However, The Courtauld Institute of Art Fund was established in order to raise funds for The Courtauld Institute of Art, and continues to be used for that purpose. The current Trustees are all senior employees of the Institute and as such The Courtauld Institute of Art Fund considers itself to be part of The Courtauld Institute of Art group.
Unlike exempt charities under the Exempt Charities Order 2002, you can view and check The Courtauld Institute of Art Fund’s details on the Charity Commission’s online Register of Charities. The Charity Commission is an independent regulator. Many professional advisers like to check the details of charities using The Charity Commission website, which is one of the reasons why we recommend that you leave your legacy gift to The Courtauld Institute of Art Fund.
I’d like to restrict my legacy to a specific area of The Courtauld’s work (for example a particular research project or the conservation of a particular painting). How can I do this?
It is best for us if gifts are made unconditionally. The majority of our members and supporters make their donation in this way because such gifts allow The Courtauld’s Board of Governors to carefully consider how to make the best use of each gift to meet the changing priorities of the time.
No one can say for certain what The Courtauld’s greatest needs will be in the future. For example, currently, approximately 25 paintings in the collection do not have frames, preventing them for being displayed in the gallery and complicating their storage. Therefore each year we aim to frame at least one work. The cost of a frame for one of our Renaissance paintings can be up to £15,000.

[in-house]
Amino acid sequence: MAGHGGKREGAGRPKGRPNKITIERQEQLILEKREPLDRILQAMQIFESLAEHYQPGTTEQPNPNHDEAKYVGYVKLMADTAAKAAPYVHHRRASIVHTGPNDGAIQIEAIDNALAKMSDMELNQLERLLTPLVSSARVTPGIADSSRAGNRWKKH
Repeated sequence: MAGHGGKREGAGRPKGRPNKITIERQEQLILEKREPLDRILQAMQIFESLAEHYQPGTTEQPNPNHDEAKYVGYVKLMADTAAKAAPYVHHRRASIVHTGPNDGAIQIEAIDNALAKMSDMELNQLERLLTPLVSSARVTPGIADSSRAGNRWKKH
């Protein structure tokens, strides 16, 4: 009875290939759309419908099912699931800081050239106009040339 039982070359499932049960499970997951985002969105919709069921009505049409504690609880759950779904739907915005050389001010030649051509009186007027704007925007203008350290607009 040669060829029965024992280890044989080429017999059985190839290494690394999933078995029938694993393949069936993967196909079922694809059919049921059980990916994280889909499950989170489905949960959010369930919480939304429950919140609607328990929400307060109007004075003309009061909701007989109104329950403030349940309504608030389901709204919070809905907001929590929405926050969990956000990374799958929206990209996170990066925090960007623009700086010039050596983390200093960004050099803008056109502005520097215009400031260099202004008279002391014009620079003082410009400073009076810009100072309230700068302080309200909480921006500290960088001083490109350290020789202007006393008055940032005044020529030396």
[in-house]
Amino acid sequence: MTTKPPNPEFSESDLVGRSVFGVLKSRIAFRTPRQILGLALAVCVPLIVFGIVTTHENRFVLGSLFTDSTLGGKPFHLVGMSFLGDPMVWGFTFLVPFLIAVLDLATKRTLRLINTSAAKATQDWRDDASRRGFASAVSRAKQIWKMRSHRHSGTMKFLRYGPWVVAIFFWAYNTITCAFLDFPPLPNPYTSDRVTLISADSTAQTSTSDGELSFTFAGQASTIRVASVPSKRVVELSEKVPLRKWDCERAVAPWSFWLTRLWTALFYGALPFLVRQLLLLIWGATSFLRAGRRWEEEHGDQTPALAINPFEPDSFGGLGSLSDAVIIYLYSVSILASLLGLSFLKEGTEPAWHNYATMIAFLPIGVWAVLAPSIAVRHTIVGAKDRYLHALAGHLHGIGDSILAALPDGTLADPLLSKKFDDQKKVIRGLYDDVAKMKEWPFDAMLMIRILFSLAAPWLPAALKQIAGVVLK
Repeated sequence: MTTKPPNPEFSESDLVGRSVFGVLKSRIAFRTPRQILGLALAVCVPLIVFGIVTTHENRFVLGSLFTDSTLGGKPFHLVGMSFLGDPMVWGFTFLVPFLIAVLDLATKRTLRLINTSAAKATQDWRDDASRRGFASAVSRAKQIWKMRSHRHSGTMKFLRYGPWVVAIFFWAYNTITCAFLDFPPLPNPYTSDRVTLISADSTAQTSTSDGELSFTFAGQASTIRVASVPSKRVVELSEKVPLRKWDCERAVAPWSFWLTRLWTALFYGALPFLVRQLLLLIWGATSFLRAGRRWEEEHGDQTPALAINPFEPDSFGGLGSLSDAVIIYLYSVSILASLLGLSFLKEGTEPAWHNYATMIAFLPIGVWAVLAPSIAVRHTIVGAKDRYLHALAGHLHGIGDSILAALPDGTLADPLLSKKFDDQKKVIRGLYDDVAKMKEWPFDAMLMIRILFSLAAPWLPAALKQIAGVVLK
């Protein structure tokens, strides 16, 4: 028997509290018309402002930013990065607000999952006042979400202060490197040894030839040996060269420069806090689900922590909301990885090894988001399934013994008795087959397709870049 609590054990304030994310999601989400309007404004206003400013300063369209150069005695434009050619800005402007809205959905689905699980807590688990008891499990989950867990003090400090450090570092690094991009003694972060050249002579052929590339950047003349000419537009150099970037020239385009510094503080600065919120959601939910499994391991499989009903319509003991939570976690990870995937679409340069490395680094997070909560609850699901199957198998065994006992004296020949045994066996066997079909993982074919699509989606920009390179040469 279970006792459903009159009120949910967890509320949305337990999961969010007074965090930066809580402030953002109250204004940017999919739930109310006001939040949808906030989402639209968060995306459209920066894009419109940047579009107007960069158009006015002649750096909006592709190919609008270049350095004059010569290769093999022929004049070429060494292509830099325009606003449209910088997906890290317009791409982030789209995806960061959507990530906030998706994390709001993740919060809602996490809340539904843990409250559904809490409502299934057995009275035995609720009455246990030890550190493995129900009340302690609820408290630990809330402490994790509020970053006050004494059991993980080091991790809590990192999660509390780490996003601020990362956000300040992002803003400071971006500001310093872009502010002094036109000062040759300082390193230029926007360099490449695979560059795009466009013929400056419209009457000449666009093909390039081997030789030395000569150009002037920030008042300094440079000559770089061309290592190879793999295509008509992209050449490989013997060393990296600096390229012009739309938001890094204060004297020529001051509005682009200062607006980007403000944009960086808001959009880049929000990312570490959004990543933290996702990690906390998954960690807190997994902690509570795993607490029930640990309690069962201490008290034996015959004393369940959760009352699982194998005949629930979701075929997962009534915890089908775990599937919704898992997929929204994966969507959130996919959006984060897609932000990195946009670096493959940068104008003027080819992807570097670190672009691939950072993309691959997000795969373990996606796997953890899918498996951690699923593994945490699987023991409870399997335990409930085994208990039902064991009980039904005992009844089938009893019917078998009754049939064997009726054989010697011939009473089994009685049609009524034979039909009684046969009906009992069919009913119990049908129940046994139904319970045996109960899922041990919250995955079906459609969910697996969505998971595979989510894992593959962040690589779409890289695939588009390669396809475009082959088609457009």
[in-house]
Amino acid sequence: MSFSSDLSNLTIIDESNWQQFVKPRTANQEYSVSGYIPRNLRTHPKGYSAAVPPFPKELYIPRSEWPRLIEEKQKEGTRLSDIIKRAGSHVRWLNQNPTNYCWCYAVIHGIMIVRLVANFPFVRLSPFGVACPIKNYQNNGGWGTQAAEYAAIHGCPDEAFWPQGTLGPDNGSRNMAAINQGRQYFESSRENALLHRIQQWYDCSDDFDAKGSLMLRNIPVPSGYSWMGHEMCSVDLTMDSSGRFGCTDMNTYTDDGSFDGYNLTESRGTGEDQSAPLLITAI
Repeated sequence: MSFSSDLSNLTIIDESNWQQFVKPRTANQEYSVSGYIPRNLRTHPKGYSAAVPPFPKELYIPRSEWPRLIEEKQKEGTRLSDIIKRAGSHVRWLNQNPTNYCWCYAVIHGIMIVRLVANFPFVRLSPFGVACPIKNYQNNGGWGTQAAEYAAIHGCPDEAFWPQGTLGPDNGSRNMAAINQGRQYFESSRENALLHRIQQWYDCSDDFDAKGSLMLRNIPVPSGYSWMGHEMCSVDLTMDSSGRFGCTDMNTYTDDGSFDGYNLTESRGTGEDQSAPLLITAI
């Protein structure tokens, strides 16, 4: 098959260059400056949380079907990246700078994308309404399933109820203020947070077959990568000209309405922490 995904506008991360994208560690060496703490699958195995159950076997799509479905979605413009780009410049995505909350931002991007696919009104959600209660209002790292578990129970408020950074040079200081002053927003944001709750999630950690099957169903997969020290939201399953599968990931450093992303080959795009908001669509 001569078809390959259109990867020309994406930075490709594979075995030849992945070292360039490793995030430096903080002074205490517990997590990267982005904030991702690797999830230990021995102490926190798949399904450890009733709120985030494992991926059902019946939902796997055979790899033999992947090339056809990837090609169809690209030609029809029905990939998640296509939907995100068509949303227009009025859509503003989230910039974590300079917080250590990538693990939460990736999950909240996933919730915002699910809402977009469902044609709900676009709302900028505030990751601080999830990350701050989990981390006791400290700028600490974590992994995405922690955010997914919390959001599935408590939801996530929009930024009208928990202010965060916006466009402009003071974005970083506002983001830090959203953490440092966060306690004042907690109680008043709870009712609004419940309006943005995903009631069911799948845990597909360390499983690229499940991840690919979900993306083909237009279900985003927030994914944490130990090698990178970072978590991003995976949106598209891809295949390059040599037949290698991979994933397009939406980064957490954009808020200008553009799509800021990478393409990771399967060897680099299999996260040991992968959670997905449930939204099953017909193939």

If we receive a legacy gift in 25, 50 or even 75 years time which restricts us to using the funds to frame paintings in the collection, we may find that we have completed all the framing that is necessary. As such, we will want to transfer funds into a different area of our work where the need is greatest.
You can request that your gift is used to fund a specific area of The Courtauld’s work. However, it is very important to us that, if at all possible, such requests are stated as a preference and not a condition.
What kind of legacy gift would be most valuable to The Courtauld?
If you’re in two minds about what kind of gift to leave to us, a share of your estate (a residuary gift, please see below for details) normally holds its value over time.
What is a residuary legacy?